airport_transferbarbathtubbusiness_facilitieschild_activitieschildcareconnecting_roomcribsfree_wifigymhot_tubinternetkitchennon_smokingpetpoolresturantski_in_outski_shuttleski_storagesmoking_areaspastar
Sign In
Woman trimming nails | © Tamaki Sono/Flickr
Woman trimming nails | © Tamaki Sono/Flickr
Save to wishlist

11 Superstitions You Grow Up Listening to In Singapore

Picture of Sadali Mawi
Updated: 18 September 2017
Sometimes referred to as an “old wives tale”, Singapore is no stranger to superstitions – especially since a majority of its people are of Asian descent. While mostly practical, some of these can get weird real quick. Don’t believe us? Decide for yourself with these 11 popular Singapore superstitions.

Don’t trim your nails at night

It is believed that trimming nails at night will attract angry spirits. If that isn’t creepy enough, most folks believe these spirits will “steal” your discarded nails and bring bad luck to your household. The origins of this may have come from the olden days, assuming that a light source at night was uncommon in the past (back when Singapore was still a village), perhaps our parents wanted to ensure we did not cut ourselves if we were to do so in the night.

Woman trimming nails
Woman trimming nails | © Tamaki Sono/Flickr

Rolling a pineapple into a new home

With many new homeowners in Singapore, this is one superstition that is practiced regularly. It is related to a Feng Shui practice, where homeowners are encouraged to conduct a “cleansing ritual” when stepping into their new home. This includes knocking on the door thrice and rolling a pineapple while shouting “huat ah!” (a saying that means good fortune). Couples have also been told to note where the pineapple stops, as this resembles the “fortune spot”.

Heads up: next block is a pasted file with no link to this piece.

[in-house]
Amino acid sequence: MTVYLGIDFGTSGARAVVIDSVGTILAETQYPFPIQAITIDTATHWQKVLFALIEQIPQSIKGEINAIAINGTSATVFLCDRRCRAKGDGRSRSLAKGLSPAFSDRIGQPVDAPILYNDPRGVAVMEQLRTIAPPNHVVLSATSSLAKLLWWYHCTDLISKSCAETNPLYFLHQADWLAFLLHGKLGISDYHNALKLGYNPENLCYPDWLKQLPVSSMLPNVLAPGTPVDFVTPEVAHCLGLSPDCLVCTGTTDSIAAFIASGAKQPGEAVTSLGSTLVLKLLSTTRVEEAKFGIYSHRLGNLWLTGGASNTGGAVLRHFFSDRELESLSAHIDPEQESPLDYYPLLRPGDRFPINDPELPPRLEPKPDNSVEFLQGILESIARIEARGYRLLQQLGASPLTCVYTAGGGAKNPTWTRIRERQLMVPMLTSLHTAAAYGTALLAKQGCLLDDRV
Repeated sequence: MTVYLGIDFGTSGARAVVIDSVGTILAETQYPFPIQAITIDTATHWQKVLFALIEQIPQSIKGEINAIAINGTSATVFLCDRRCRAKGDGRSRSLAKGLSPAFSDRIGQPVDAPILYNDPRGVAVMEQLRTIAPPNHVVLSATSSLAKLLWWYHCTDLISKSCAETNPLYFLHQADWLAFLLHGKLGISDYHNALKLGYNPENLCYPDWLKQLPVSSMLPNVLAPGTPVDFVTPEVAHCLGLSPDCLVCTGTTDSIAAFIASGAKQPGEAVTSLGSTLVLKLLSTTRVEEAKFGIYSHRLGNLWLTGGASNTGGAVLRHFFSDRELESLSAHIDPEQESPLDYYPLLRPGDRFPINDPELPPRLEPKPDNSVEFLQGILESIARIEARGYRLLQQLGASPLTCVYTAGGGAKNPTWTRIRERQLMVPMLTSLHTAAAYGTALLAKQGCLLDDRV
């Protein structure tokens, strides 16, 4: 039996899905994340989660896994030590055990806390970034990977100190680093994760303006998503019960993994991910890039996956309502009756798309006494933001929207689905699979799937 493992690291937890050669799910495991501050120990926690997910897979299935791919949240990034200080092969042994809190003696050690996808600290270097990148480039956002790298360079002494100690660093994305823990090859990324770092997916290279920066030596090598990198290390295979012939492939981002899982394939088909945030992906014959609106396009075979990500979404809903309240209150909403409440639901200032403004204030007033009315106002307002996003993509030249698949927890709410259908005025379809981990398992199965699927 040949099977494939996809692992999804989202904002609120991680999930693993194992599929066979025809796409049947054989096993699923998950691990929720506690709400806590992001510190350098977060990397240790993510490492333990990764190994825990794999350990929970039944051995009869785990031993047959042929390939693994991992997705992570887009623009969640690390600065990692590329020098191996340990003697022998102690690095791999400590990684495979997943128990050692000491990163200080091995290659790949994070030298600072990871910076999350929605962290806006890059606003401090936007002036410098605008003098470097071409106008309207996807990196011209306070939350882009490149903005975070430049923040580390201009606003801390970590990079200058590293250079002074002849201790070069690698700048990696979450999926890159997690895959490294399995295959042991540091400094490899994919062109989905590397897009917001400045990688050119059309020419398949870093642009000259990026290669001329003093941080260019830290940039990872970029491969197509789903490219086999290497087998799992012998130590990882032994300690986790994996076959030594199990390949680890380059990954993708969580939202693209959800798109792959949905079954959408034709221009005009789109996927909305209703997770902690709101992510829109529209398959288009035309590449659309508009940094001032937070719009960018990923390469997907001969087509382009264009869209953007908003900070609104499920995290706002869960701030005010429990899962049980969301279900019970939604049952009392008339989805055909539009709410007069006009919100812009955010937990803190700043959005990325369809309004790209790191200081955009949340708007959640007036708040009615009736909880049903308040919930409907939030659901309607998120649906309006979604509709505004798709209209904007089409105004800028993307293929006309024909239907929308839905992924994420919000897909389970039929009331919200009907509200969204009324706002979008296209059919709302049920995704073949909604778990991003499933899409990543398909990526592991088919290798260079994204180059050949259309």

Never give clocks or watches as a gift

In Chinese culture, gifting a clock symbolises “the running out of time” and “attending a funeral”, especially if gifted to an elderly. The gift is hence closely associated with death. As superstitious as it sounds, the Chinese saying for “giving a clock” does resemble “attending a funeral”. Coincidence or not, it is easy to understand why you would not see clocks being gifted during Chinese New Year celebrations or birthdays in Singapore.

Vintage Clock
Vintage Clock | © alex_why/Flickr

Don’t point directly at the moon

As the saying goes, if you were to point directly at the moon, especially the full moon, the back of your ears will get cut off while you are sleeping at night. Looking back, there hasn’t been a logical explanation for this superstition (and many naughty kids still have their ears intact), which goes to show that our parents can scare us into anything.

A 30-day “confinement period” for new mothers

Imagine not washing your hair or taking a bath for 30 days straight – these are just two of the many “rules” that new mothers in Singapore have to heed after giving birth. As the body has gone through physical stress during birth, the confinement period is meant for new mothers to recuperate and recover by following a strict diet and avoiding “dangers” like sharp objects and cold water, which may “shock” the body when at its weakest.